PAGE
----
Let's write a setjmp

Steadman Dillroper <dillstead@gmail.com>
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Hi Chris,

I ported your set/longjmp to ARM and as expected it took < 1/2 hour to
port and run a few quick tests:

I have a bare metal threading implementation complete with custom
implementations for whatever standard library features I need and this
will fit in nicely.  It'll allow me to port over David Hanson's
exception framework from his "C Interfaces and Implementations" book:

I'm not sure how familiar you are with ARM assembly but I figured I'd
share a few details with you.

The procedure calls standard for ARM specifies 9 non-volatile
registers r4 - r8, r10, r11, and SP (r13).  In addition I preserve the
LR (link register r14) which contains the return address when the
program executes a branch instruction to call a function.  I noticed
that the return address is pushed on the stack in your x86 code.

Also, the assembler provides a nice pseudo-instruction to push/pop a
range of registers given a base address:
  stm r0, { r4-r11, sp, lr }

I played around a bit with the returns-twice function attribute, and
indeed I was able to break the program pretty easily when I removed it
and only stored SP and LR in the jmp buf.  Examining the difference in
the assembly code for main with and without the attribute showed what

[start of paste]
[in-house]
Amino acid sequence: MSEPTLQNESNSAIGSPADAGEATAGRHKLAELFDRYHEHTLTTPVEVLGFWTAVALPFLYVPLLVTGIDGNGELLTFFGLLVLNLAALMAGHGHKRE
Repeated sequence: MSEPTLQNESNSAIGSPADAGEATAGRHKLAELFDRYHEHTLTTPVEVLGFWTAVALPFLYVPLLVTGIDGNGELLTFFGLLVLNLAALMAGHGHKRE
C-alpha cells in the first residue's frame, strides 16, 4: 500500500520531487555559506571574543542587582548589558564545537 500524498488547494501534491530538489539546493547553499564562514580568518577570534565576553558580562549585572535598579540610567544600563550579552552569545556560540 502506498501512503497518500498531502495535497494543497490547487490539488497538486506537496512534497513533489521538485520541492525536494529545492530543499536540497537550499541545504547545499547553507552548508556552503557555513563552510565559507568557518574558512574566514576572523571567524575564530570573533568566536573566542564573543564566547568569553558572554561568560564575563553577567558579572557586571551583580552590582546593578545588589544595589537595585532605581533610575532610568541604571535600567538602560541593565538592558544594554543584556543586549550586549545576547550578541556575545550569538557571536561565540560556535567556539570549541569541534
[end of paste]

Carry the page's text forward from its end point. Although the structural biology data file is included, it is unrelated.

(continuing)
I expected to see.  Without the attribute it kept a non-volatile local
variable in a non-volatile register across calls and as soon as I
added back the attribute the compiler made sure to save and restore
that variable from the stack.

I wonder if I could get away with no-return and only storing two
registers into the jmp buf, SP and LR?


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Very nice! I'm far less familiar with ARM, especially ARM32, so thanks for 
the explanation. The stm and ldm mnemonics make it really simple!

One small thing, which I noticed myself but then was surprised to see GCC 
warn about, is that the arena should have your jmp_buf, not a GCC built-in 

--- a/arm_setjmp.c
+++ b/arm_setjmp.c
@@ -39,3 +39,3 @@ struct arena
     size_t off;
     -    void *jmp_buf[5];
     +    jmp_buf jmp_buf;

> I wonder if I could get away with no-return and only storing two 
> registers into the jmp buf, SP and LR?

I suggest compiling some programs using __builtin_{setjmp,longjmp} to see 
how GCC or Clang does it using only 3 saves (I think?). My understanding 
is that it effectively stores part of the jmp_buf on the stack at the call 
site, which it finds through the saved stack pointer.
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